Inhalation of vapors           Absorb spills with sand
                                     or mist causes irritation.     sand and soda.
METHYL RED                           Toxic if ingested.             Down Drain.
SODIUM HYDROXIDE                     Corrosive to body tissue.   Down drain with a lot of
                                     Causes burning and itching.  water.

AMMONIUM SALTS                       Corrosive. Release             Down drain.
{Your unknowns}                      ammonia vapors in
                                     strong base solutions.

(Use your time wisely! Start by weighing out three portions of your sample, adding the 25.00 mL
  of NaOH(aq) to them, and geting them heated, BEFORE you start standardizing the HCl(aq))
                     Preparation and standardization of 0.1M hydrochloric acid.
                           {This part will be done with your partner.}
 Add 4-5 mL of concentrated hydrochloric acid to 500 mL of de-ionized water. Transfer to a
clean brown plastic bottle and mix well by shaking.
       You will use the standardized sodium hydroxide solution from the KHP experiment to
  standardize this hydrochloric acid solution: you will need 100-150 mL of it. Be sure to copy
                          down the NaOH molarity into your lab notebook.
 Rinse a 25 mL volumetric pipet with a small amount of NaOH solution and discard the rinse
solution. If drops of solution hang up in the pipet, the pipet is not clean enough for this
application. Consult with your instructor about how to clean it.
 Transfer a 25.00 mL portion of standard NaOH solution into each of three 250 mL
Erlenmeyer flasks.
 Clean, rinse and fill a buret with the hydrochloric acid solution.
 Add 6 drops of methyl red indicator solution to each flask that contains the 25.00 mL of
sodium hydroxide solution, and titrate each to the endpoint, using the hydrochloric acid solution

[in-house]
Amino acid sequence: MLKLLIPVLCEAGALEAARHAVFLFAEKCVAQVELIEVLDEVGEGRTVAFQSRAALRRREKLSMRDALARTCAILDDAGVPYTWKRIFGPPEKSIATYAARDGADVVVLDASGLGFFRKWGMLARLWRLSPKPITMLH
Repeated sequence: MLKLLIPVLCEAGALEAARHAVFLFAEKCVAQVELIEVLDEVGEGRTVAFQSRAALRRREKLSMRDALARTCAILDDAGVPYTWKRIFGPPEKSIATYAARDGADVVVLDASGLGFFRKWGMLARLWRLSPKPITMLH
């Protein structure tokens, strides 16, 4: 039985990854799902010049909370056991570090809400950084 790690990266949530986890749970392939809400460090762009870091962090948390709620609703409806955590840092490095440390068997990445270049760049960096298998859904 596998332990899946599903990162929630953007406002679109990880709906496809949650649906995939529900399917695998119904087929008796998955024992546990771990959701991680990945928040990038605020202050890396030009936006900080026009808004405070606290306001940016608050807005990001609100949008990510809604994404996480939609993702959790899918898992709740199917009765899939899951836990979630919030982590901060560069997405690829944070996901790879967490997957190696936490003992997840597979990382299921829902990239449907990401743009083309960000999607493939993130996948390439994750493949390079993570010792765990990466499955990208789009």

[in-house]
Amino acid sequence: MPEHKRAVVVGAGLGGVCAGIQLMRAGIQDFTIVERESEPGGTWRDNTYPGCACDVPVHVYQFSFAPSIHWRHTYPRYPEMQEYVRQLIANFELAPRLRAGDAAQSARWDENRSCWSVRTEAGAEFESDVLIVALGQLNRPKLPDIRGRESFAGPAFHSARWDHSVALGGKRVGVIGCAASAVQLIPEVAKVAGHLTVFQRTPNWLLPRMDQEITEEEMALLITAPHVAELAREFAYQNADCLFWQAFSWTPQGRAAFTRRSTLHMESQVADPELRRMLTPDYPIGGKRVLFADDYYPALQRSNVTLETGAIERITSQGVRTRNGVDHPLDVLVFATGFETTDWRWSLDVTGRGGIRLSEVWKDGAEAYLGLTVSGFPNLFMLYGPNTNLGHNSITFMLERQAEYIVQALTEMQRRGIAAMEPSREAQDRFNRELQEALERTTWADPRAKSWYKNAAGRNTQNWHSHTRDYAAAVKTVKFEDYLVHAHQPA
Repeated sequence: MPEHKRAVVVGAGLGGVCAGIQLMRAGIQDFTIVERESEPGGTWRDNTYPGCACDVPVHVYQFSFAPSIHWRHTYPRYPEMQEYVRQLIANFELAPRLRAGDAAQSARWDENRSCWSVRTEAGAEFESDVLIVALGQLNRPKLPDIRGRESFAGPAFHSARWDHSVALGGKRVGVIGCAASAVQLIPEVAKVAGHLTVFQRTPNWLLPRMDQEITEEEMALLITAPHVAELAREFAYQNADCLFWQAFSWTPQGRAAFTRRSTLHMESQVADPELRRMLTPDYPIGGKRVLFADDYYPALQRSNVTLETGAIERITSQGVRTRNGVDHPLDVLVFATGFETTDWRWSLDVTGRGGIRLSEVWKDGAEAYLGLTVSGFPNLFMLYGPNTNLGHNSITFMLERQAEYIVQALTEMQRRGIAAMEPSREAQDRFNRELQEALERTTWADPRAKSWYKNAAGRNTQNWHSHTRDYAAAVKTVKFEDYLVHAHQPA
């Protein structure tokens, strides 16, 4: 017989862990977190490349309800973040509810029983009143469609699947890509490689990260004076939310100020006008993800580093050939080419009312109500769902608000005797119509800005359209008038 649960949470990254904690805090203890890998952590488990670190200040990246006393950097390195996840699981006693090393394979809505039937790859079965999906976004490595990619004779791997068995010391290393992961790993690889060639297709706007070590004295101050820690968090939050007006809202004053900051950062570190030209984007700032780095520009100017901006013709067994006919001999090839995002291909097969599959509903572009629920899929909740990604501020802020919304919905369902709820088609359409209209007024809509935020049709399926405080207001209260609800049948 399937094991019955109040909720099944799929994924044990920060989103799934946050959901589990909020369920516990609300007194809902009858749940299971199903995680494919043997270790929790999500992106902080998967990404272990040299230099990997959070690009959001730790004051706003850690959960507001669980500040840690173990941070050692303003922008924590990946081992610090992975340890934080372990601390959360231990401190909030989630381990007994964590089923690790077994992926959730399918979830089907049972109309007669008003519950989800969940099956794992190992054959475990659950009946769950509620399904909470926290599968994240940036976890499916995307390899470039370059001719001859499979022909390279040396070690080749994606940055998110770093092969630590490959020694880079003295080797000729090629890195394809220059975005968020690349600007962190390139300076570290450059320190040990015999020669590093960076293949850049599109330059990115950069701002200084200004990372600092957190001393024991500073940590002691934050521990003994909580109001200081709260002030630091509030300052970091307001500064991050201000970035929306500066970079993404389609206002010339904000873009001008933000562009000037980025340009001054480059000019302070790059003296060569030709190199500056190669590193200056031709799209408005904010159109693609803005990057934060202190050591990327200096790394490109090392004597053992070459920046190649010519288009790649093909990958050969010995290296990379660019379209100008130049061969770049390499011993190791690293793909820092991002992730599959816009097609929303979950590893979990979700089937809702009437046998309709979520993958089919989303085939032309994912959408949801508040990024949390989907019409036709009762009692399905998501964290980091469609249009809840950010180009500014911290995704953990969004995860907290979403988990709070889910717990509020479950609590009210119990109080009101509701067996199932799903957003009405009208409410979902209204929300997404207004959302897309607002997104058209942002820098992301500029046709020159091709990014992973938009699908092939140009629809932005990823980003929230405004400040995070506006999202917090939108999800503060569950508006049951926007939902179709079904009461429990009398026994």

in the buret. The endpoint is evident when the indicator changes from yellow to red.
 Calculate the molarity of the hydrochloric acid solution--agreement between determinations
should be better than 1.0% relative.

        Preparation of unknown solution. {Each student will do his/her own unknown.}
 Obtain a solid sample for analysis and record its number.
 Clean three 250 mL Erlenmeyer flasks. Into each, accurately weigh 0.11 - 0.12 g of
unknown. Add 50 mL of deionized water to each and swirl to dissolve the unknown.
 Pipet 25.00 mL of standard sodium hydroxide into each.
 Bring these solution to a gentle boil, in the hood. Boil ten minutes, and check the steam
vapor from each flask with wet, red litmus paper. Continue the boiling until the litmus no longer
turns from red to blue in the steam, or the smell of ammonia is no longer evident. If necessary,
add some de-ionized water to the flask to prevent it from going dry.
 Cool each flask to room temperature, add 6 drops of methyl red indicator solution and titrate
with your standard hydrochloric acid as before.
 Calculate the percent of ammonium ion for each sample: see equation 9. Agreement
between determinations should be within 1.0% relative.

    Your report should include the following, in the order shown:
 A brief, descriptive title, that assumes that the reader knows what your assignment was;
 a brief explanation of the procedure, including evidence that you know the proper handling of
the reagents and equipment that was used;
 your sample number, your three (or more) separate values for the percent of NH4+ in your
sample, the average of these values, and the relative range for your determinations;
 discussion of any errors you committed during the experiment, and how they affected your
results. This section is NOT for speculation, cant, opinion, or anything other than things you
actually did, that might have made a difference;
 your name, the date of submission, and your signature at the end.